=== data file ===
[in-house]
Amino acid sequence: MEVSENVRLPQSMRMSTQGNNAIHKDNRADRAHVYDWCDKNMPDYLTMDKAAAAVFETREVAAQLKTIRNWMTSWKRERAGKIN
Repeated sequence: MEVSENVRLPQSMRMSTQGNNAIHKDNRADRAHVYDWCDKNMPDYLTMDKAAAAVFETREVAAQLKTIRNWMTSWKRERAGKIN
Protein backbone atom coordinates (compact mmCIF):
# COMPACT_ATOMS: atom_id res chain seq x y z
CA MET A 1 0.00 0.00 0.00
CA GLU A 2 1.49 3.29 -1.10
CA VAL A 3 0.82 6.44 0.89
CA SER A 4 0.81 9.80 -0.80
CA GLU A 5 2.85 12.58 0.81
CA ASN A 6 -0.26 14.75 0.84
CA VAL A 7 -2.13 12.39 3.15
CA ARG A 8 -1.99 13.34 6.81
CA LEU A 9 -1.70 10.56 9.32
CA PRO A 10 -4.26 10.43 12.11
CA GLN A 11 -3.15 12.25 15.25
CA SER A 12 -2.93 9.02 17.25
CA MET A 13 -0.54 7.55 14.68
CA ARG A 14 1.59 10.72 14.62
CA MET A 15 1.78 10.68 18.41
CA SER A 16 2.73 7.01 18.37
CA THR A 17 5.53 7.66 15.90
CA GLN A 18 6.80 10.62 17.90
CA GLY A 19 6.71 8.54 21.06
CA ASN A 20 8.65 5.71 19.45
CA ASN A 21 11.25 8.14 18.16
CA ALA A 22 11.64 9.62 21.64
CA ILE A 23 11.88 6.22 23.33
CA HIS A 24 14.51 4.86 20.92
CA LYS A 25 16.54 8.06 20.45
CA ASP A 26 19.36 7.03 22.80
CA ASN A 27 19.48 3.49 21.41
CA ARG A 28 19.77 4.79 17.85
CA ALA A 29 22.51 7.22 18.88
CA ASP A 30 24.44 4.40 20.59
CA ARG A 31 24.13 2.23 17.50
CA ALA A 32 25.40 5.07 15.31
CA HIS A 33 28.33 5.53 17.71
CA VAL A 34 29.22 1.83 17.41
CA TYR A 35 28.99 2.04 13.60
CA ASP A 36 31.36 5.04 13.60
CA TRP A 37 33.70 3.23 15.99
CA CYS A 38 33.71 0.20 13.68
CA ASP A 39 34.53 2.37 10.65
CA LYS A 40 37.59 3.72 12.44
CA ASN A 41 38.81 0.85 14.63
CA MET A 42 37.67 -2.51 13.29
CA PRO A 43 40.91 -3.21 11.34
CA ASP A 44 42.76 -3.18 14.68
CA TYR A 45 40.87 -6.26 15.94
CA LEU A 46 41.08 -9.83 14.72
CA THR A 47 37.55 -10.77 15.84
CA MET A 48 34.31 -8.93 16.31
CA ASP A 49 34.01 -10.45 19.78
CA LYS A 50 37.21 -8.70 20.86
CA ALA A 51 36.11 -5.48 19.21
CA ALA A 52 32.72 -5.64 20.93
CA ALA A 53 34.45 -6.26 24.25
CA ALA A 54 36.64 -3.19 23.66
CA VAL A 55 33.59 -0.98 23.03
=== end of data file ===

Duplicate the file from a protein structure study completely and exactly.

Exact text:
[in-house]
Amino acid sequence: MEVSENVRLPQSMRMSTQGNNAIHKDNRADRAHVYDWCDKNMPDYLTMDKAAAAVFETREVAAQLKTIRNWMTSWKRERAGKIN
Repeated sequence: MEVSENVRLPQSMRMSTQGNNAIHKDNRADRAHVYDWCDKNMPDYLTMDKAAAAVFETREVAAQLKTIRNWMTSWKRERAGKIN
Protein backbone atom coordinates (compact mmCIF):
# COMPACT_ATOMS: atom_id res chain seq x y z
CA MET A 1 0.00 0.00 0.00
CA GLU A 2 1.49 3.29 -1.10
CA VAL A 3 0.82 6.44 0.89
CA SER A 4 0.81 9.80 -0.80
CA GLU A 5 2.85 12.58 0.81
CA ASN A 6 -0.26 14.75 0.84
CA VAL A 7 -2.13 12.39 3.15
CA ARG A 8 -1.99 13.34 6.81
CA LEU A 9 -1.70 10.56 9.32
CA PRO A 10 -4.26 10.43 12.11
CA GLN A 11 -3.15 12.25 15.25
CA SER A 12 -2.93 9.02 17.25
CA MET A 13 -0.54 7.55 14.68
CA ARG A 14 1.59 10.72 14.62
CA MET A 15 1.78 10.68 18.41
CA SER A 16 2.73 7.01 18.37
CA THR A 17 5.53 7.66 15.90
CA GLN A 18 6.80 10.62 17.90
CA GLY A 19 6.71 8.54 21.06
CA ASN A 20 8.65 5.71 19.45
CA ASN A 21 11.25 8.14 18.16
CA ALA A 22 11.64 9.62 21.64
CA ILE A 23 11.88 6.22 23.33
CA HIS A 24 14.51 4.86 20.92
CA LYS A 25 16.54 8.06 20.45
CA ASP A 26 19.36 7.03 22.80
CA ASN A 27 19.48 3.49 21.41
CA ARG A 28 19.77 4.79 17.85
CA ALA A 29 22.51 7.22 18.88
CA ASP A 30 24.44 4.40 20.59
CA ARG A 31 24.13 2.23 17.50
CA ALA A 32 25.40 5.07 15.31
CA HIS A 33 28.33 5.53 17.71
CA VAL A 34 29.22 1.83 17.41
CA TYR A 35 28.99 2.04 13.60
CA ASP A 36 31.36 5.04 13.60
CA TRP A 37 33.70 3.23 15.99
CA CYS A 38 33.71 0.20 13.68
CA ASP A 39 34.53 2.37 10.65
CA LYS A 40 37.59 3.72 12.44
CA ASN A 41 38.81 0.85 14.63
CA MET A 42 37.67 -2.51 13.29
CA PRO A 43 40.91 -3.21 11.34
CA ASP A 44 42.76 -3.18 14.68
CA TYR A 45 40.87 -6.26 15.94
CA LEU A 46 41.08 -9.83 14.72
CA THR A 47 37.55 -10.77 15.84
CA MET A 48 34.31 -8.93 16.31
CA ASP A 49 34.01 -10.45 19.78
CA LYS A 50 37.21 -8.70 20.86
CA ALA A 51 36.11 -5.48 19.21
CA ALA A 52 32.72 -5.64 20.93
CA ALA A 53 34.45 -6.26 24.25
CA ALA A 54 36.64 -3.19 23.66
CA VAL A 55 33.59 -0.98 23.03